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dc.contributor.authorWeatherson, Brian James
dc.identifier.citationWeatherson , B J 2015 , ' For Bayesians, rational modesty requires imprecision ' , Ergo , vol. 2 , no. 20 , 20 .
dc.identifier.otherPURE: 220298289
dc.identifier.otherPURE UUID: e9ad89c2-1a40-409d-8ffe-bd1fba07518d
dc.description.abstractGordon Belot (2013) has recently developed a novel argument against Bayesianism. He shows that there is an interesting class of problems that, intuitively, no rational belief forming method is likely to get right. But a Bayesian agent’s credence, before the problem starts, that she will get the problem right has to be 1. This is an implausible kind of immodesty on the part of Bayesians. My aim is to show that while this is a good argument against traditional, precise Bayesians, the argument doesn’t neatly extend to imprecise Bayesians. As such, Belot’s argument is a reason to prefer imprecise Bayesianism to precise Bayesianism.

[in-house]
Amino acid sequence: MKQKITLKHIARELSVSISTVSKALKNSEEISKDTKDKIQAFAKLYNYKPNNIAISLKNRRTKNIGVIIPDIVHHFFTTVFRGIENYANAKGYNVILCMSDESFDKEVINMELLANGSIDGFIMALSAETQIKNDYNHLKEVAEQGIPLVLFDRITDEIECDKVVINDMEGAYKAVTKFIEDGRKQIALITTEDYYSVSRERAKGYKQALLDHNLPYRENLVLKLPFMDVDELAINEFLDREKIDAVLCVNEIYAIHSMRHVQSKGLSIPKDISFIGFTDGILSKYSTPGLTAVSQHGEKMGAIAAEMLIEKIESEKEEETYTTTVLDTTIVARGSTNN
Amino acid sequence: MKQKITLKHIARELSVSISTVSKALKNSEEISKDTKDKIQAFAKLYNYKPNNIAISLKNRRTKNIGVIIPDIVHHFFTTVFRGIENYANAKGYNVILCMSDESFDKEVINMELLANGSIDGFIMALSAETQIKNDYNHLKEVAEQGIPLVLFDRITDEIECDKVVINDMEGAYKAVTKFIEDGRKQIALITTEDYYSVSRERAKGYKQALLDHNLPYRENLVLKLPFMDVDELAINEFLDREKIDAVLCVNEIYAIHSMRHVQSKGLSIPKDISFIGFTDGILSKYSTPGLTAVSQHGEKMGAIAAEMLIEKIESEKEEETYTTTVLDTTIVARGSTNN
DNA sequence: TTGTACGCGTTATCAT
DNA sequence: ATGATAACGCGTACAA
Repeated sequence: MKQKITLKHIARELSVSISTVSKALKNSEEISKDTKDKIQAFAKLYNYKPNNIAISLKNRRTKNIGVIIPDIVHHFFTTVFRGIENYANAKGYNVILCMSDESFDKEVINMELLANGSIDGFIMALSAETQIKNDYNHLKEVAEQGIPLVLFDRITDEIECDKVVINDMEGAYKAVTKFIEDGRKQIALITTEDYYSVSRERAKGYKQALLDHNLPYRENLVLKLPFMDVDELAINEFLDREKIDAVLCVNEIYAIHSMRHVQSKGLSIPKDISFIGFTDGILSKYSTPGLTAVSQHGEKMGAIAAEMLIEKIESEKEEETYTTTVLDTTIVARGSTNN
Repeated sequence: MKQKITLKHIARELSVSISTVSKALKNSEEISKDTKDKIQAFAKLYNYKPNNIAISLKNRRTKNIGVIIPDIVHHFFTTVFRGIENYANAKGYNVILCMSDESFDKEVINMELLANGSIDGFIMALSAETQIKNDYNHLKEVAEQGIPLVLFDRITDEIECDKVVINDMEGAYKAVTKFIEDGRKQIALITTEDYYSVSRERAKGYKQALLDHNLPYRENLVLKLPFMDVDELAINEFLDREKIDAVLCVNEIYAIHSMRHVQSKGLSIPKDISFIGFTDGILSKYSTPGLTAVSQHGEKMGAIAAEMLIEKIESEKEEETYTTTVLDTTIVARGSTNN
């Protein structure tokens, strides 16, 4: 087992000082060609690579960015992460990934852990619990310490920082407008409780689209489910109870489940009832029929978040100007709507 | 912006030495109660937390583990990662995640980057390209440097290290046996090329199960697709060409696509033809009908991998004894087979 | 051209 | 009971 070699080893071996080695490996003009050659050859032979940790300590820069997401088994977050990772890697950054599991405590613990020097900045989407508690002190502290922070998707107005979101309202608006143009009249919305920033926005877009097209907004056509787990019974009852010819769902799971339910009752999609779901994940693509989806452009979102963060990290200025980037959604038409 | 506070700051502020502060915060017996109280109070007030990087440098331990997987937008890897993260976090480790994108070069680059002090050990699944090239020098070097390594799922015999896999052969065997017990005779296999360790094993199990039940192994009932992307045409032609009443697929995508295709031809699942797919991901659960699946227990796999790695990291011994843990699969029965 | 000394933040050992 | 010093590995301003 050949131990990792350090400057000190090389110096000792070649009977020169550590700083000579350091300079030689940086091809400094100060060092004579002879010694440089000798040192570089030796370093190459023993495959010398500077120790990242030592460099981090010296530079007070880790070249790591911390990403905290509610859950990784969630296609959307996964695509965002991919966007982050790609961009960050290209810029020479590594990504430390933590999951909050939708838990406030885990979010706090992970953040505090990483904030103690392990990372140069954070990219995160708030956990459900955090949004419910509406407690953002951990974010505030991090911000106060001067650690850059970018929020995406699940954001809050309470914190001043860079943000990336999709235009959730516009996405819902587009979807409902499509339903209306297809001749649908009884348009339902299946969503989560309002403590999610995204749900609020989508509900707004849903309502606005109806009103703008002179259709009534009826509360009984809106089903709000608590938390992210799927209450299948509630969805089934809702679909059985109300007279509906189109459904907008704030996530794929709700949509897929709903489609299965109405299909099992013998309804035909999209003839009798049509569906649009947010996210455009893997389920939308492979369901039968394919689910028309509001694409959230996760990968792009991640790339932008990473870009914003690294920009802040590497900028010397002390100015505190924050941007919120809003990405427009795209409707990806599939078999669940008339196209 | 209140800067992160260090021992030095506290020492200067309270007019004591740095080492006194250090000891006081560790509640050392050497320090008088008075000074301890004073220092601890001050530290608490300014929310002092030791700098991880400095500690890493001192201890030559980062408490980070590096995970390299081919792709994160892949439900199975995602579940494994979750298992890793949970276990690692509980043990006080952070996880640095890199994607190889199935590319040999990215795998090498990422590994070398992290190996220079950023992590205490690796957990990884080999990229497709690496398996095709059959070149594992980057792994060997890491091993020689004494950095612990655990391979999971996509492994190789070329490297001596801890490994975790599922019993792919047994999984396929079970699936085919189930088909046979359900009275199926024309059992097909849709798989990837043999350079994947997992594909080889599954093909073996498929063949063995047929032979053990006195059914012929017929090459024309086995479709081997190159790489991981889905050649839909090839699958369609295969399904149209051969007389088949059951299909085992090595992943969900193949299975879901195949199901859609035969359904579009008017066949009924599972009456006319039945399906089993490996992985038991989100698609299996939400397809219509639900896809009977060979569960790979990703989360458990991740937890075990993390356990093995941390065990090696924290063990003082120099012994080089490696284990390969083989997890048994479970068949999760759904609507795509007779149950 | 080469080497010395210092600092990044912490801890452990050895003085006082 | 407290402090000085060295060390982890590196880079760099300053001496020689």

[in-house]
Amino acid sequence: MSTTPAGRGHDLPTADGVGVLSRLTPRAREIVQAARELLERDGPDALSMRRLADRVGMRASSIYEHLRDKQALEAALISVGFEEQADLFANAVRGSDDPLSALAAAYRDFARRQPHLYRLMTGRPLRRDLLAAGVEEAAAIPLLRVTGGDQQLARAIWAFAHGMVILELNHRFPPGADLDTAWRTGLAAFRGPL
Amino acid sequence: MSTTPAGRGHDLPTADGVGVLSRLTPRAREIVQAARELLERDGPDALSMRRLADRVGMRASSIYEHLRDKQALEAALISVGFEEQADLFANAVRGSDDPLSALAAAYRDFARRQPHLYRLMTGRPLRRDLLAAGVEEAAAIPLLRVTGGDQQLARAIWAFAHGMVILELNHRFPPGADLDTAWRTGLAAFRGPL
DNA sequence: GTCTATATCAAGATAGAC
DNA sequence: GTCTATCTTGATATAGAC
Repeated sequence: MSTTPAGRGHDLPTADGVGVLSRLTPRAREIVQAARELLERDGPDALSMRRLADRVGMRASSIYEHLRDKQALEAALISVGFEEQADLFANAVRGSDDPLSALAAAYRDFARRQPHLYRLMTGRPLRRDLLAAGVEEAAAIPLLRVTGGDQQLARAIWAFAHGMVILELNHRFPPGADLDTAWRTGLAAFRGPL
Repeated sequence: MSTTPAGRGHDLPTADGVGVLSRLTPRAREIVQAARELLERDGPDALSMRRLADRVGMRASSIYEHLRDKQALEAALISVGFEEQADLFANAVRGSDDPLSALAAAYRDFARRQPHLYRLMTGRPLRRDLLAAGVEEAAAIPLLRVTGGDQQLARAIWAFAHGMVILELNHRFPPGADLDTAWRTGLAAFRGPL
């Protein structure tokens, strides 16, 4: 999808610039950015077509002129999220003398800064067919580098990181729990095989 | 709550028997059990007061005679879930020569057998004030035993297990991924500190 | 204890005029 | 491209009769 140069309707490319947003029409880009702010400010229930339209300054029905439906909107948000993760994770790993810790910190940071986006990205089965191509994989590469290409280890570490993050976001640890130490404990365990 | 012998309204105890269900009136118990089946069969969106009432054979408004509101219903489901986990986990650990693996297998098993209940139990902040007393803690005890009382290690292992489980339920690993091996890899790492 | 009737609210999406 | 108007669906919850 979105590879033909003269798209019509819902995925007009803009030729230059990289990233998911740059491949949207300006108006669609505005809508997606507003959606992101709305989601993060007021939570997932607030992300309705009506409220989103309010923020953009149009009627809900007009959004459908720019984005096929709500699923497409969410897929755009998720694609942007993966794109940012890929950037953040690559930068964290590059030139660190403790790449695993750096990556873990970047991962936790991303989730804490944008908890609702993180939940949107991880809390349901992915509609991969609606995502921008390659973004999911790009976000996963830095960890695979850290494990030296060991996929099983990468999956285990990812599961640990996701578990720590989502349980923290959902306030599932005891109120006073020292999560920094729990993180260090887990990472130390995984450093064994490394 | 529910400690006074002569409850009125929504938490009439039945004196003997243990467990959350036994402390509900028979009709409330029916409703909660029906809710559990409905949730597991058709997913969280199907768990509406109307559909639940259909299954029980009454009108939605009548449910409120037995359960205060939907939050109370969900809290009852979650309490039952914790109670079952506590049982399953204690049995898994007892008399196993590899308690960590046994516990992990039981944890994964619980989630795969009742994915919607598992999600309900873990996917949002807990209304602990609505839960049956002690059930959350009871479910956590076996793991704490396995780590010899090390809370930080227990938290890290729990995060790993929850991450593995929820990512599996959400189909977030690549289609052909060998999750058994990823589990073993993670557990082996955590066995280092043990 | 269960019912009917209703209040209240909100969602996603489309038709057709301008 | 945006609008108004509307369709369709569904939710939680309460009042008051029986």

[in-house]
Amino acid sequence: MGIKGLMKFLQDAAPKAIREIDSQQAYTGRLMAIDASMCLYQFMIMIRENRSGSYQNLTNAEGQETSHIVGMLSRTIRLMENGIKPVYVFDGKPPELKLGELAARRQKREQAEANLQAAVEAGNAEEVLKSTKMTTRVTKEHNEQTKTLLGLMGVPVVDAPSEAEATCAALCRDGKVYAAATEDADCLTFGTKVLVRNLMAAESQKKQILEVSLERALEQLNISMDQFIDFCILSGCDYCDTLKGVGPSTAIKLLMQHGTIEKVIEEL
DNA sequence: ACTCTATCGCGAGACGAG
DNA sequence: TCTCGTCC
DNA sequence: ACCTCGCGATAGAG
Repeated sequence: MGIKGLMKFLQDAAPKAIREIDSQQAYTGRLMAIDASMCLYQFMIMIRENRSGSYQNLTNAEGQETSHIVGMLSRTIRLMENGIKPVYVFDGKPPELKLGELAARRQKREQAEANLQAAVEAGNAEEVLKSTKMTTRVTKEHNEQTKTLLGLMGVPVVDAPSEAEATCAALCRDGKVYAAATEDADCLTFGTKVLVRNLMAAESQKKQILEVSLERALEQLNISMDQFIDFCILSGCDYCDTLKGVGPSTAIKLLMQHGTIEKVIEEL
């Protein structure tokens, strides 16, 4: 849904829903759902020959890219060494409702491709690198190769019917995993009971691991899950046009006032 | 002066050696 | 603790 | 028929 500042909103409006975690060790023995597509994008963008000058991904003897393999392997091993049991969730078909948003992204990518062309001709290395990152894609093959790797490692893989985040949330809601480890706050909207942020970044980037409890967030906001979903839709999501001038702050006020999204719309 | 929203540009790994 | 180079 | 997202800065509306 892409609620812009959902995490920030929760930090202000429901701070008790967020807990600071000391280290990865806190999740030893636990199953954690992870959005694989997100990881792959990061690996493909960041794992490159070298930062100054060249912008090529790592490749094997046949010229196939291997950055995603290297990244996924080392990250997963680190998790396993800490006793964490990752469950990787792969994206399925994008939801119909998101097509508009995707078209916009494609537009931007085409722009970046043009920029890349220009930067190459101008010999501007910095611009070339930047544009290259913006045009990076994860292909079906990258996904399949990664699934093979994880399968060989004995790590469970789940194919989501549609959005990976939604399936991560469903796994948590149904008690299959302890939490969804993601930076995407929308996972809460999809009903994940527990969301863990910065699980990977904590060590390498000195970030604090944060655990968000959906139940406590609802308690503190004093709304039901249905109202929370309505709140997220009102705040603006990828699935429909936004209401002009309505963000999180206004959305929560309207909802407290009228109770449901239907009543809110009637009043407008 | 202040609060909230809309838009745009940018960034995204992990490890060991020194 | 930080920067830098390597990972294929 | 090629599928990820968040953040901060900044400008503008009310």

dc.rightsCopyright 2015 the Author. This work is licensed under a Creative Commons Attribution-NonCommercial-NoDerivatives 3.0 License.en
dc.subjectB Philosophy (General)en
dc.titleFor Bayesians, rational modesty requires imprecisionen
dc.typeJournal articleen
dc.description.versionPublisher PDFen
dc.contributor.institutionUniversity of St Andrews. School of Philosophical, Anthropological and Film Studiesen
dc.contributor.institutionUniversity of St Andrews. Philosophyen
dc.description.statusPeer revieweden

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